These people felt they were not being fully represented due to the way districts are currently divided-therefore, districts need to be better drawn to ensure that rural residents and their communities had a distinct voice. The speakers agreed but observed that some demographic and/or socioeconomic groups, like elderly, affluent families, or ethnic communities often live together and also share political tendencies like leaning Democrat or Republican-so competitiveness is not always possible. And, equally important for the Commission, forcing political competitiveness in these communities could require breaking apart these social and demographic communities of interest - an idea that ran counter to its most important principle. As a result, the commission decided to forgo prioritizing political competitiveness in its principles.

The commission had considered how to get all people who want to run for Congress and/or the legislature to enter races. "The state currently has six people of color serving in the legislature," Walz said, "but if it there were proportional to the demographics of the state, just based on representation that number would be 36. The commission sought ways to make more opportunity districts for members of minority communities, as well."

When a question arose about how best to define a community of interest, a participant noted that in Florida the definition is based on ethnicity, language, and socio-economic status. These traits have been used to assemble districts that are close together, with equal population, and with significant neighborhood cohesion.

The commission process led to ideas for further improvement.

The speakers said that they are unsure about an ideal number of members for a commission like this, but it is important to be representative and diverse to reflect the state.

There is more work that could be done. "It would be interesting to put maps up on transparencies and see where the commonalities are among competing plans before the judicial panel," Walz said, "and incorporate those commonalities in the final map as well."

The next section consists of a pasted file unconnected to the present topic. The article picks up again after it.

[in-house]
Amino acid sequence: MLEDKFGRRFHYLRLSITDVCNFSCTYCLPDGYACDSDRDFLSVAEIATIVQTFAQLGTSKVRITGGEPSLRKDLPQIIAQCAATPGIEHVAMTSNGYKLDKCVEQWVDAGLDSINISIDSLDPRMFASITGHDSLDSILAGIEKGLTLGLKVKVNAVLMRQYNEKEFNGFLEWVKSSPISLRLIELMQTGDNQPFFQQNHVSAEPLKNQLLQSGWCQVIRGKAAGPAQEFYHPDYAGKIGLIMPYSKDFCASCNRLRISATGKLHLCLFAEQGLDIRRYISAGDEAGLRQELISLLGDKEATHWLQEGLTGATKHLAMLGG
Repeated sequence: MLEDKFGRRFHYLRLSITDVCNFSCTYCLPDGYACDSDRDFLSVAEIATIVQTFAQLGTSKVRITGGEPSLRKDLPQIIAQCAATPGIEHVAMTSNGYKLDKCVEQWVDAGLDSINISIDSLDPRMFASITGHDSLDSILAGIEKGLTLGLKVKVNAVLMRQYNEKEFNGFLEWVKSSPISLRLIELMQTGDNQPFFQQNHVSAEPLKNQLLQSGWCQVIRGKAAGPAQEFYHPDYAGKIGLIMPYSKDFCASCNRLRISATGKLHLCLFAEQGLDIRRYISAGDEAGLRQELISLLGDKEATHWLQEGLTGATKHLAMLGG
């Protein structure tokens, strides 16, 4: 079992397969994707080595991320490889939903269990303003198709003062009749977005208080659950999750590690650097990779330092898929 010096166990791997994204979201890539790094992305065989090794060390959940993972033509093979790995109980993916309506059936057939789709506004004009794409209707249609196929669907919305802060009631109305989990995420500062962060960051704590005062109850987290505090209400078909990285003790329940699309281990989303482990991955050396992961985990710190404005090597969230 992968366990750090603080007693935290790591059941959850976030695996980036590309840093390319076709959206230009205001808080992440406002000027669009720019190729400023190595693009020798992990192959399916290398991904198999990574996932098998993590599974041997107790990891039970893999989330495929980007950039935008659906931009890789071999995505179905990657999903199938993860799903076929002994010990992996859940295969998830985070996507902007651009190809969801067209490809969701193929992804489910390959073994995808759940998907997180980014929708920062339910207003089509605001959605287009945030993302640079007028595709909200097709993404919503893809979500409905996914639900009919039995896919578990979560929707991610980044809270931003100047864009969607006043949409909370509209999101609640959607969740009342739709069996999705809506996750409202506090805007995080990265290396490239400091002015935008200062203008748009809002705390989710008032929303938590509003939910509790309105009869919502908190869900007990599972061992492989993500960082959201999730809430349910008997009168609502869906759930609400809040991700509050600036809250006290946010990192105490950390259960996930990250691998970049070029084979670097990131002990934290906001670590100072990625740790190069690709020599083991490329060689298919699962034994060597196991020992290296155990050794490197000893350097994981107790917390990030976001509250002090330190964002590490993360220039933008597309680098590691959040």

There were constraints on timeline and funding this time around. In the future it may be beneficial to start a commission's work a full year in advance. However, even given the limitations of the process, Walz and McClure said, they think it's important that citizens have a voice in the process.

Where does redistricting go from here?

The intention of the citizens' commission was to see how the process could be done through a citizen-led design, and if it could work in the future.

Walter Mondale and Arne Carlson have called for an independent commission comprised of retired judges that would draw a map and send it to the legislature to vote up or down. The Citizens Commission has not endorsed that proposal, but would like to see citizens involved in any future process.

"I think if you have citizens involved in coming up with a redistricting plan, and the legislators can vote on that proposal, you've got a good balance," Walz said.

In submitting their plan to the judicial panel, the Commission requested that the judges solicit community input during their deliberations and allow citizens to give input on the final map. "We didn't have time for this and we think our map and all maps stand to benefit from additional citizen input," Walz said.

D. Conclusion

Presently there are no plans for a standing panel for redistricting, given the duration between censuses and the subsequent redrawing of boundaries.

"It's critical to get this right because decisions made in redistricting last ten years," Walz said. "As we all know, if a bad law is passed, it can be amended next year. A politician not responding to constituents can be voted out in two years but redistricting lasts a decade. It's imperative we get it right."

The chair thanked the speakers for a very informative visit.